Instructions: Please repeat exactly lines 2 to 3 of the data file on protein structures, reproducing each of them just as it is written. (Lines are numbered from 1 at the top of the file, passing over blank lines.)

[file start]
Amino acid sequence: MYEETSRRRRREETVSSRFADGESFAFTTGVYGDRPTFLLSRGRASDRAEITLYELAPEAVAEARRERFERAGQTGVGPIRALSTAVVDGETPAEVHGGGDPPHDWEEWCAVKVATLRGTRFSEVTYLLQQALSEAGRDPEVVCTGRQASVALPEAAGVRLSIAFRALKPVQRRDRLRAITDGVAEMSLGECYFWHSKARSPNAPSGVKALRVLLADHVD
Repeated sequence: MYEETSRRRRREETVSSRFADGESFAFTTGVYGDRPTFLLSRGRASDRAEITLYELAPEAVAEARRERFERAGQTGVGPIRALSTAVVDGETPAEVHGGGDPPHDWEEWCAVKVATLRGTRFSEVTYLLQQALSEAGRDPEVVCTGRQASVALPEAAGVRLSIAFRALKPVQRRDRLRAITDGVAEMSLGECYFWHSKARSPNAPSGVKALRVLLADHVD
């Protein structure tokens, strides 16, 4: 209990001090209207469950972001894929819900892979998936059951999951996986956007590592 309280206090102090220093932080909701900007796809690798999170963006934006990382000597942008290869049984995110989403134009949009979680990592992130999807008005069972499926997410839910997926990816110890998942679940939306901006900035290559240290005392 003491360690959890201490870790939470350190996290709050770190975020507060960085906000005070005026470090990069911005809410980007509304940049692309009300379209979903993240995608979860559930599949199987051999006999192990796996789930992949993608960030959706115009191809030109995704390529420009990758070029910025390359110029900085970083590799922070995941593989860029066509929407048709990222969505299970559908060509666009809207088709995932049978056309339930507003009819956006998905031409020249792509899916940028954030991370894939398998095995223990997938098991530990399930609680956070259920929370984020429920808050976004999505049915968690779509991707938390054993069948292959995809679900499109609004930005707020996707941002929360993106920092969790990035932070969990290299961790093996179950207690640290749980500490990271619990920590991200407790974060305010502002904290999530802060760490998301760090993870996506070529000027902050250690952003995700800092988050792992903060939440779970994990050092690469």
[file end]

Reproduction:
Repeated sequence: MYEETSRRRRREETVSSRFADGESFAFTTGVYGDRPTFLLSRGRASDRAEITLYELAPEAVAEARRERFERAGQTGVGPIRALSTAVVDGETPAEVHGGGDPPHDWEEWCAVKVATLRGTRFSEVTYLLQQALSEAGRDPEVVCTGRQASVALPEAAGVRLSIAFRALKPVQRRDRLRAITDGVAEMSLGECYFWHSKARSPNAPSGVKALRVLLADHVD
């Protein structure tokens, strides 16, 4: 209990001090209207469950972001894929819900892979998936059951999951996986956007590592 309280206090102090220093932080909701900007796809690798999170963006934006990382000597942008290869049984995110989403134009949009979680990592992130999807008005069972499926997410839910997926990816110890998942679940939306901006900035290559240290005392 003491360690959890201490870790939470350190996290709050770190975020507060960085906000005070005026470090990069911005809410980007509304940049692309009300379209979903993240995608979860559930599949199987051999006999192990796996789930992949993608960030959706115009191809030109995704390529420009990758070029910025390359110029900085970083590799922070995941593989860029066509929407048709990222969505299970559908060509666009809207088709995932049978056309339930507003009819956006998905031409020249792509899916940028954030991370894939398998095995223990997938098991530990399930609680956070259920929370984020429920808050976004999505049915968690779509991707938390054993069948292959995809679900499109609004930005707020996707941002929360993106920092969790990035932070969990290299961790093996179950207690640290749980500490990271619990920590991200407790974060305010502002904290999530802060760490998301760090993870996506070529000027902050250690952003995700800092988050792992903060939440779970994990050092690469």